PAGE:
Are you happy with your creative agency? Really happy?
If you are, that’s great. We want you to be happy. We’re nice like that. But research tells us that there are a lot of marketers who have less-than-wonderful relationships with their agencies. And that makes us sad.
Are you among that group? If you are, why do you put up with a relationship that’s going nowhere because your agency isn’t responsive or takes forever to respond to a simple question. Every project is a struggle. You get tired or recycled ideas. Your budget is abused. And you always feel like you’re working for them.
Sound familiar? I get why clients find it hard to leave bad relationships with agencies, but it doesn’t have to be that way. Here are a few thoughts about moving on.
You’re never really too busy to make a change.
You’re busy. But nobody should live with bad performance because they don’t have time to fix it. I get it – change can be daunting. When you start looking around at options, it’s paralyzing. Elm Street in Greensboro, North Carolina is rarely confused with Madison Avenue, but I know of at least a dozen agencies I could walk to from my front door. There are too many choices. How do you know who to trust? Who do you consider? Do you look at the marketing trade pubs or talk to the last shop that left you a voicemail or pitched you on LinkedIn? But here’s the thing: You have to invest a little time now to save a lot of time, money and frustration in the future.
A little authority doesn’t mean they own you.
An agency with the keys to your social media accounts or website can be difficult to kick to the curb. For them, that’s a feature and not a bug. If you own these assets and are afraid to ask them to hand over control, it’s a sign that the relationship needs to end.
Familiarity breeds laziness.
Some clients tolerate bad agency relationships because they can speak in shorthand. The shop has all the images and logos so the process is streamlined. Clients don’t have to collect assets or educate new people about brand standards or any of those quirks every brand has. Familiarity isn’t always a bad thing, but it shouldn’t be an excuse to accept bad work because no one wants to put in a little extra effort.
Here are some helpful hints to get out of that dysfunctional relationship.
Make a list.
Start with what’s important to you and your brand. This will help you narrow your search. If you manufacture a B2B industrial product you likely don’t need a shop with a lot of fast food client experience. Be sure to make your list realistic. Ignore all the shops that have an impressive TV reel if the only thing you produce is an installation training video. Every agency has an area of expertise. If they sell themselves as full service, cross them off the list.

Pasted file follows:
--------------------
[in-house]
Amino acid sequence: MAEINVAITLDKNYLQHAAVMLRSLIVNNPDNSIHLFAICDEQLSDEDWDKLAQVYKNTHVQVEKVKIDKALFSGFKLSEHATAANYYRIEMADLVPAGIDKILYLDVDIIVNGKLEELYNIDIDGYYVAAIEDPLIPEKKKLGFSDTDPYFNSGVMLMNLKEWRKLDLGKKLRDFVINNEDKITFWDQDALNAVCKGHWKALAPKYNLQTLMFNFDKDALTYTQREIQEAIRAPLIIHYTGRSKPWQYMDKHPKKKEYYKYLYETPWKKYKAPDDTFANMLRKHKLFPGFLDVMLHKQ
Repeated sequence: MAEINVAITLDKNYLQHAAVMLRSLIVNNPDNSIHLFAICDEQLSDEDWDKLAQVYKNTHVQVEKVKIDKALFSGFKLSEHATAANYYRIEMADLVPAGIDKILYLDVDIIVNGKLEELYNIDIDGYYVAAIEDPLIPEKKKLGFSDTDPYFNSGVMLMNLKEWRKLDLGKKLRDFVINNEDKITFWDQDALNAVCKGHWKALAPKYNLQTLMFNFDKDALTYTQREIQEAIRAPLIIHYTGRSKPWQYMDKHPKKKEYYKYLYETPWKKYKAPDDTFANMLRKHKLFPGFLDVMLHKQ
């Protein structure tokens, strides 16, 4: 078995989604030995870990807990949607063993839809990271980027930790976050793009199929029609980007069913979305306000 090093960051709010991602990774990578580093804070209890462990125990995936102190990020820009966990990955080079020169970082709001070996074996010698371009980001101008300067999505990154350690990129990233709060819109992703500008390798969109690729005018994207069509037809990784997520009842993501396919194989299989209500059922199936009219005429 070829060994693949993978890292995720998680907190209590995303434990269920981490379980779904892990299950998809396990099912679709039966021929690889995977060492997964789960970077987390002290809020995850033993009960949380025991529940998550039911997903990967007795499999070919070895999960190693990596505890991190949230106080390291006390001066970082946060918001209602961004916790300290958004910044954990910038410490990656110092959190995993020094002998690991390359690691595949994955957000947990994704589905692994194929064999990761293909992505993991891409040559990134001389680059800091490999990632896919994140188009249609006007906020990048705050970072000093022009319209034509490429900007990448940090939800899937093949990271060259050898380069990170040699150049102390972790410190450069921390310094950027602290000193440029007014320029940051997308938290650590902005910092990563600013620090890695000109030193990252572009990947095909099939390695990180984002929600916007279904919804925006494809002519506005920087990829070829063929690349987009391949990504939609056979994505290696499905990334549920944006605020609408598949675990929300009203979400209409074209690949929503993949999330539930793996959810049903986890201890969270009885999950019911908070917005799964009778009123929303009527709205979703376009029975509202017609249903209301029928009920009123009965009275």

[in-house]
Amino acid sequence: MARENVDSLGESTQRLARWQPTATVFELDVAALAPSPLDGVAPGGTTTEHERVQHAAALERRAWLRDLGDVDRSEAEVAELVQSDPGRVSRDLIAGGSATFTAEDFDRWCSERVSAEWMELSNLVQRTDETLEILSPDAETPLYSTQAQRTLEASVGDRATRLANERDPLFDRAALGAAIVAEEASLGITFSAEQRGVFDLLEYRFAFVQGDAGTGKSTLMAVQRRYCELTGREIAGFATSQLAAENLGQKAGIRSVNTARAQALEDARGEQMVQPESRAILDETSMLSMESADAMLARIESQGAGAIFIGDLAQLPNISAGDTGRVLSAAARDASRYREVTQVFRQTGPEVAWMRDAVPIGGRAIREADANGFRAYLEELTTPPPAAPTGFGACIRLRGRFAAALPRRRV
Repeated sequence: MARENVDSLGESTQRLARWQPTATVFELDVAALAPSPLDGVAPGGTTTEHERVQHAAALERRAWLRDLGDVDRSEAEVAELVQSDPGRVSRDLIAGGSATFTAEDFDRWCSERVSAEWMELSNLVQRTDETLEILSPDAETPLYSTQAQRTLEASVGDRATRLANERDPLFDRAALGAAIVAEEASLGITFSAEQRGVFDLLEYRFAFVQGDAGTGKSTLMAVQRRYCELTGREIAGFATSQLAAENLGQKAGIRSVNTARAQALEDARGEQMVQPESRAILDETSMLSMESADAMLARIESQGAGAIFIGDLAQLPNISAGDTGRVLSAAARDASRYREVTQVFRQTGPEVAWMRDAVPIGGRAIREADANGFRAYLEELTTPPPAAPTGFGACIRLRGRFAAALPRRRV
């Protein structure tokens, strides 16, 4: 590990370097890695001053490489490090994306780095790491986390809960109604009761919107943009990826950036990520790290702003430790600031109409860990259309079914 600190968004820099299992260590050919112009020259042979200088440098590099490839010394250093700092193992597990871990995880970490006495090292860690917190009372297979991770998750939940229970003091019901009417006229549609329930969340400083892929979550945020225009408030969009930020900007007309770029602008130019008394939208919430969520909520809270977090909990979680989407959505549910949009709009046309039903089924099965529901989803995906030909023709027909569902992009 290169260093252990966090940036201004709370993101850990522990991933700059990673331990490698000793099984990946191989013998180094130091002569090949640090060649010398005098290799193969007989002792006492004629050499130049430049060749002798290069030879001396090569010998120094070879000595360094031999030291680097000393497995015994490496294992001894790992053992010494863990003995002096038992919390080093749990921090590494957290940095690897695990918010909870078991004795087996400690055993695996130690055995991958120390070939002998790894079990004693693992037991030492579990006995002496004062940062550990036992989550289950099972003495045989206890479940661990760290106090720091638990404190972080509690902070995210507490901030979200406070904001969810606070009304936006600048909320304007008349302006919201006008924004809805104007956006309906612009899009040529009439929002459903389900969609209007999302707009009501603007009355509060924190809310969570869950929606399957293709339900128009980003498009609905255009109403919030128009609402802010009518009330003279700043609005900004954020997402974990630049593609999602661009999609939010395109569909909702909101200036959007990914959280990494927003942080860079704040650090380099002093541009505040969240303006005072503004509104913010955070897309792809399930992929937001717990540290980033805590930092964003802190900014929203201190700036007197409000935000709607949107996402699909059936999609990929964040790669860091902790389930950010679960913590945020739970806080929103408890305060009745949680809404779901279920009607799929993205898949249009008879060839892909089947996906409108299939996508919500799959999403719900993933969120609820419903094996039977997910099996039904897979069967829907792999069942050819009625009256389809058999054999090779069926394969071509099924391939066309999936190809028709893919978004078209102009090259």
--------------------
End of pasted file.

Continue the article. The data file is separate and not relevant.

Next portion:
Look at their website.
It surprises me how often we have been involved in a new business pitch and the potential client hasn’t even looked at our work. An agency portfolio shows you what the agency can do. Don’t be too specific but look for broad category and media expertise. Evaluate the thinking as well as the execution. This is what the agency views as their best work. If you’re not impressed with the portfolio online, it is unlikely you’ll be blown away by the ideas they create for you. And one word of caution here. If they don’t show any work on their website run far away. There is no bigger a red flag than a creative shop that doesn’t show their work.
Once you’ve narrowed your list, reach out to folks in your network and on LinkedIn and ask for their opinion. They may not be able to help or they may have some valuable intel. Only ask folks whose opinion you value and trust and be ready to act on what you learn. Go through this process before you get too attached to an agency.
Consider a pilot project.
Before jumping from one relationship to another, give an agency that’s caught your attention a pilot project. Pick something that shows you how they think, requires creativity, and forces them to showcase their communications and project management skills. This is not the same thing as asking agencies to do free work for future consideration. Agencies who are worth their salt understand their value and avoid these client “test drives.” An agency that says yes is one you should avoid.
Pay a lot of attention to intangibles.
Solid creative work is the cost of entry for agencies. What sets great agencies apart is their ability to listen to their clients, offer candid advice, deliver creative solutions on time and within budget, and always remember that the client is the client.
Yes, all of this requires a bit of effort. But somewhere there is the perfect creative partner for your brand. We’d love to show you how much better your relationship with your agency can be. Give us a call.